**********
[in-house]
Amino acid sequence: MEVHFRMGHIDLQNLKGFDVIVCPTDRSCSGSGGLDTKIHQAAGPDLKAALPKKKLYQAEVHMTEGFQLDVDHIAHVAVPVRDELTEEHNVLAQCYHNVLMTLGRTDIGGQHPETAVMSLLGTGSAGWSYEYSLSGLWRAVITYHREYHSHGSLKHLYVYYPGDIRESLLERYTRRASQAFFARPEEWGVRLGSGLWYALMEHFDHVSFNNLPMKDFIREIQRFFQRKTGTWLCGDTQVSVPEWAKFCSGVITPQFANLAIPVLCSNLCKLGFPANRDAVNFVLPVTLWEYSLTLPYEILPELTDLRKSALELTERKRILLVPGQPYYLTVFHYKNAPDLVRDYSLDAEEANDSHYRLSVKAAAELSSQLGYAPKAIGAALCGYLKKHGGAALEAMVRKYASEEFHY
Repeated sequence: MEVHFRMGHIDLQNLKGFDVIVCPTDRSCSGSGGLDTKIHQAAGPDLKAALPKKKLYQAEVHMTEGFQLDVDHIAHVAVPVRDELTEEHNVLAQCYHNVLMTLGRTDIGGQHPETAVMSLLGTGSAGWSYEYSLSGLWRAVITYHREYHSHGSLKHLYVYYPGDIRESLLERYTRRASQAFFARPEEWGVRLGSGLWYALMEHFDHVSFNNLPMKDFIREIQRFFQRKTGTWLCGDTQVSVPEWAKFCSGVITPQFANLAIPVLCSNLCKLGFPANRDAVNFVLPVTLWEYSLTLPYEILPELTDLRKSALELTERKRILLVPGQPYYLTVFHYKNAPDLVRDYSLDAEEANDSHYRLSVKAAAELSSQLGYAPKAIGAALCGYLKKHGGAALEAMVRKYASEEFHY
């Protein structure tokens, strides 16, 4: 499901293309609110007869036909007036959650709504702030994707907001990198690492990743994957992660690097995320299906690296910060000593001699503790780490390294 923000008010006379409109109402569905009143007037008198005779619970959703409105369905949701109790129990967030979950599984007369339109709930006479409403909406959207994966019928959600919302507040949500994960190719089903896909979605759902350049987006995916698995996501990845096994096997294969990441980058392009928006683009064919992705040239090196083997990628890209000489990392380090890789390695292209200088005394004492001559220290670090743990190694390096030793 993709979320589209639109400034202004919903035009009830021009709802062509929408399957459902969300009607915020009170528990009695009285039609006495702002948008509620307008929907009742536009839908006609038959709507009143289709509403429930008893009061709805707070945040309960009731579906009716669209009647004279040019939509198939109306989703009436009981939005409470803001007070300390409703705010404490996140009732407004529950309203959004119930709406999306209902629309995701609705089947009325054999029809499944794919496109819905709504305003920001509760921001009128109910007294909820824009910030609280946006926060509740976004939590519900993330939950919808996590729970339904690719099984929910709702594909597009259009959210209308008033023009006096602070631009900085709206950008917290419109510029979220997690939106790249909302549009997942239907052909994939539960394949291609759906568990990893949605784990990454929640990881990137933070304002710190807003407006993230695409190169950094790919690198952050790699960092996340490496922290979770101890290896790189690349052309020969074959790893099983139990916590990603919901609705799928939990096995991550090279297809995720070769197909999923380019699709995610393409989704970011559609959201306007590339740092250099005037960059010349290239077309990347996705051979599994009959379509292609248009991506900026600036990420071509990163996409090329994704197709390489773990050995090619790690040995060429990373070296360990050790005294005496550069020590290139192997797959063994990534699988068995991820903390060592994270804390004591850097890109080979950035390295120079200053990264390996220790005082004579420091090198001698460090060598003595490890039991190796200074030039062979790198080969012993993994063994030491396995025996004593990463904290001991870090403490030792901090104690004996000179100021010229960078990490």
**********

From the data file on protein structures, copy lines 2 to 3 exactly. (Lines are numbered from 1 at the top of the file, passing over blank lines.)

Amino acid sequence: MEVHFRMGHIDLQNLKGFDVIVCPTDRSCSGSGGLDTKIHQAAGPDLKAALPKKKLYQAEVHMTEGFQLDVDHIAHVAVPVRDELTEEHNVLAQCYHNVLMTLGRTDIGGQHPETAVMSLLGTGSAGWSYEYSLSGLWRAVITYHREYHSHGSLKHLYVYYPGDIRESLLERYTRRASQAFFARPEEWGVRLGSGLWYALMEHFDHVSFNNLPMKDFIREIQRFFQRKTGTWLCGDTQVSVPEWAKFCSGVITPQFANLAIPVLCSNLCKLGFPANRDAVNFVLPVTLWEYSLTLPYEILPELTDLRKSALELTERKRILLVPGQPYYLTVFHYKNAPDLVRDYSLDAEEANDSHYRLSVKAAAELSSQLGYAPKAIGAALCGYLKKHGGAALEAMVRKYASEEFHY
Repeated sequence: MEVHFRMGHIDLQNLKGFDVIVCPTDRSCSGSGGLDTKIHQAAGPDLKAALPKKKLYQAEVHMTEGFQLDVDHIAHVAVPVRDELTEEHNVLAQCYHNVLMTLGRTDIGGQHPETAVMSLLGTGSAGWSYEYSLSGLWRAVITYHREYHSHGSLKHLYVYYPGDIRESLLERYTRRASQAFFARPEEWGVRLGSGLWYALMEHFDHVSFNNLPMKDFIREIQRFFQRKTGTWLCGDTQVSVPEWAKFCSGVITPQFANLAIPVLCSNLCKLGFPANRDAVNFVLPVTLWEYSLTLPYEILPELTDLRKSALELTERKRILLVPGQPYYLTVFHYKNAPDLVRDYSLDAEEANDSHYRLSVKAAAELSSQLGYAPKAIGAALCGYLKKHGGAALEAMVRKYASEEFHY